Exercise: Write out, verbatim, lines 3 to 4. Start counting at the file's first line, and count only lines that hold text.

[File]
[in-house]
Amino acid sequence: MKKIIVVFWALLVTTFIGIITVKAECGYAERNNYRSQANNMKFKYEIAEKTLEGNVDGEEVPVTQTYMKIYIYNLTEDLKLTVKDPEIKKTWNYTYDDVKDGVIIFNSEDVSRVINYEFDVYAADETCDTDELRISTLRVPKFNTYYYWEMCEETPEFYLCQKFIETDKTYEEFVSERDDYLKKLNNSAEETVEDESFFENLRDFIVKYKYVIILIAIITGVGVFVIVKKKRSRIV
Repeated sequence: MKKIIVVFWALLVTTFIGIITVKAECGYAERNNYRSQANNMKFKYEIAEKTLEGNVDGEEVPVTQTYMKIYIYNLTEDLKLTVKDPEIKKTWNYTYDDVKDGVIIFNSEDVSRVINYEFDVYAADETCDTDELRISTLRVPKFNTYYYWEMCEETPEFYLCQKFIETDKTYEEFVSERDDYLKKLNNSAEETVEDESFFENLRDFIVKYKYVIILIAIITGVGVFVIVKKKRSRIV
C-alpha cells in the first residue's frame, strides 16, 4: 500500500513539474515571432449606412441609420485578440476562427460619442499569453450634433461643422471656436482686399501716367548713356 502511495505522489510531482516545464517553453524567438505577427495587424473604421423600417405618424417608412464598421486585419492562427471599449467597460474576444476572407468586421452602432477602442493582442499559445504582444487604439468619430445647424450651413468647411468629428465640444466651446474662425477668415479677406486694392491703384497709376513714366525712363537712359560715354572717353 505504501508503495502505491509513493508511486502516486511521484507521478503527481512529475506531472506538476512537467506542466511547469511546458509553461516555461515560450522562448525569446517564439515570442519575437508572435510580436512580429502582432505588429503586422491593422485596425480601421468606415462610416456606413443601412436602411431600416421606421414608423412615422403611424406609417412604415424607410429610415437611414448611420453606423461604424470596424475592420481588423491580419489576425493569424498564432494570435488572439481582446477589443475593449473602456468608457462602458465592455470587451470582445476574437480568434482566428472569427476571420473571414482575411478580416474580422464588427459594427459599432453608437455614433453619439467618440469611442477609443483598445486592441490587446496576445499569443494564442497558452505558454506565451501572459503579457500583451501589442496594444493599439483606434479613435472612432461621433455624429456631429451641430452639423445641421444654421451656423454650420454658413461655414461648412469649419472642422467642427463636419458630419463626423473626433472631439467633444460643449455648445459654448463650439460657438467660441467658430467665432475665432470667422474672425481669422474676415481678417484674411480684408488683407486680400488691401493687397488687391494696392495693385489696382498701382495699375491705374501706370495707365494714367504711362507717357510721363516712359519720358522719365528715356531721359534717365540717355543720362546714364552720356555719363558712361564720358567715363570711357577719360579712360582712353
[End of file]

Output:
Repeated sequence: MKKIIVVFWALLVTTFIGIITVKAECGYAERNNYRSQANNMKFKYEIAEKTLEGNVDGEEVPVTQTYMKIYIYNLTEDLKLTVKDPEIKKTWNYTYDDVKDGVIIFNSEDVSRVINYEFDVYAADETCDTDELRISTLRVPKFNTYYYWEMCEETPEFYLCQKFIETDKTYEEFVSERDDYLKKLNNSAEETVEDESFFENLRDFIVKYKYVIILIAIITGVGVFVIVKKKRSRIV
C-alpha cells in the first residue's frame, strides 16, 4: 500500500513539474515571432449606412441609420485578440476562427460619442499569453450634433461643422471656436482686399501716367548713356 502511495505522489510531482516545464517553453524567438505577427495587424473604421423600417405618424417608412464598421486585419492562427471599449467597460474576444476572407468586421452602432477602442493582442499559445504582444487604439468619430445647424450651413468647411468629428465640444466651446474662425477668415479677406486694392491703384497709376513714366525712363537712359560715354572717353 505504501508503495502505491509513493508511486502516486511521484507521478503527481512529475506531472506538476512537467506542466511547469511546458509553461516555461515560450522562448525569446517564439515570442519575437508572435510580436512580429502582432505588429503586422491593422485596425480601421468606415462610416456606413443601412436602411431600416421606421414608423412615422403611424406609417412604415424607410429610415437611414448611420453606423461604424470596424475592420481588423491580419489576425493569424498564432494570435488572439481582446477589443475593449473602456468608457462602458465592455470587451470582445476574437480568434482566428472569427476571420473571414482575411478580416474580422464588427459594427459599432453608437455614433453619439467618440469611442477609443483598445486592441490587446496576445499569443494564442497558452505558454506565451501572459503579457500583451501589442496594444493599439483606434479613435472612432461621433455624429456631429451641430452639423445641421444654421451656423454650420454658413461655414461648412469649419472642422467642427463636419458630419463626423473626433472631439467633444460643449455648445459654448463650439460657438467660441467658430467665432475665432470667422474672425481669422474676415481678417484674411480684408488683407486680400488691401493687397488687391494696392495693385489696382498701382495699375491705374501706370495707365494714367504711362507717357510721363516712359519720358522719365528715356531721359534717365540717355543720362546714364552720356555719363558712361564720358567715363570711357577719360579712360582712353